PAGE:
“Abraham Rejoiced To See My Day And Saw It”: Jesus’ Take On Theophanies -- By: Randy Rheaume
JOTGES 32:62 (Spring 2019) p. 69
“Abraham Rejoiced To See My Day And Saw It”: Jesus’ Take On Theophanies1
Stony Creek Church
Your father Abraham was overjoyed to see my day, and he saw it and was glad” (net). Jesus’ intriguing words in John 8:56 have puzzled church fathers, scholars, and Bible readers of all kinds for centuries. Indeed, the crowd of Jesus’ original hearers was also baffled and asked, “You are not yet fifty years old! Have you seen Abraham?” (John 8:57 NET). To what does Jesus refer when He speaks of “my day” and Abraham’s joyful response to it? What did Abraham see and when did he see it?
As we would expect, differing interpretations have been defended, but there is no clear consensus among Johannine specialists today. Amid the contenders from ancient times till the present has been the view that Jesus refers to pre-incarnate appearances in human form to Abraham and Sarah as recorded in Genesis. Like all the other suggestions, this one is not without its difficulties—among them the concern that pre-incarnate appearances of Christ (i.e., theophanies or Christophanies) diminish the uniqueness of the Incarnation. But what did John’s Jesus mean when He spoke these words?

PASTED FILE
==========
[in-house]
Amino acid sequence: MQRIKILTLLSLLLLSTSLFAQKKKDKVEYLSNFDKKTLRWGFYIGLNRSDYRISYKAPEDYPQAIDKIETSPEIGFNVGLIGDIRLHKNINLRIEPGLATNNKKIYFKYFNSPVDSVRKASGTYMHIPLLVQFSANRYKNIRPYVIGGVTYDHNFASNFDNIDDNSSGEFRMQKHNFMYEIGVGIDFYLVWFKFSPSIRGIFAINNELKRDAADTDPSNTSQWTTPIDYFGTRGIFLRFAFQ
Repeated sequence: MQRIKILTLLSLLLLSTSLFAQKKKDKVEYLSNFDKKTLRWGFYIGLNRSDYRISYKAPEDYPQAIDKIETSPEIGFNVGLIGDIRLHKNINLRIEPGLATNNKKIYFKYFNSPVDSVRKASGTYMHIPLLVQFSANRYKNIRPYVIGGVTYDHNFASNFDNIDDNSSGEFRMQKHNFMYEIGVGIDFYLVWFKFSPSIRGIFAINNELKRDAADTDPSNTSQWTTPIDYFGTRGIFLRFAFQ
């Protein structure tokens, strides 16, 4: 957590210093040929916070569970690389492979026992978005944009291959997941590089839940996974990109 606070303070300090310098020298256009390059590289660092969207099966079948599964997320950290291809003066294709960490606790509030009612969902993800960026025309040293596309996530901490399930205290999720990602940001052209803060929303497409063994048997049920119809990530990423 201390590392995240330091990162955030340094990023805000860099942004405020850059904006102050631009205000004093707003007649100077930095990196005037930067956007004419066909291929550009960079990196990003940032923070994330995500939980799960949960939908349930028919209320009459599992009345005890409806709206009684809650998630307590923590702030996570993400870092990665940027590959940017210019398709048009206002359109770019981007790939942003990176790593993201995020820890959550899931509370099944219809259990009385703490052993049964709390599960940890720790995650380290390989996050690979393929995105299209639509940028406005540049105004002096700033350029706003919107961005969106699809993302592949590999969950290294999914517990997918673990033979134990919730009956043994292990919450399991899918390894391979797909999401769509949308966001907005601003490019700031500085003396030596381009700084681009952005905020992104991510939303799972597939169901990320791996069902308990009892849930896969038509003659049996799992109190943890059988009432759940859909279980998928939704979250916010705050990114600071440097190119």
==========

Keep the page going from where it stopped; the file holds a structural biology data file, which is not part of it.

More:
In this paper, I shall argue that when we consider Jesus’ statement in John 8:56 in light of the account of Yahweh’s appearances
JOTGES 32:62 (Spring 2019) p. 70
in Genesis and contextual factors in John’s Gospel, Jesus is most likely alluding to His appearing as Yahweh in pre-incarnate form to Abraham.2 First, I will look briefly at some alternative viewpoints and then devote the bulk of this article to demonstrating my thesis.
II. Alternative Explanations
Since treatments of the views discussed in this section are readily available in the technical commentaries on John,3 here I shall provide only a very brief sketch of three common interpretations of John 8:56 and an even briefer critique of each so as to maximize space for explaining and defending my own thesis.
A. A Visionary View
One approach to John 8:56 is to appeal to the understanding, at least among some first-century Jews, that A...
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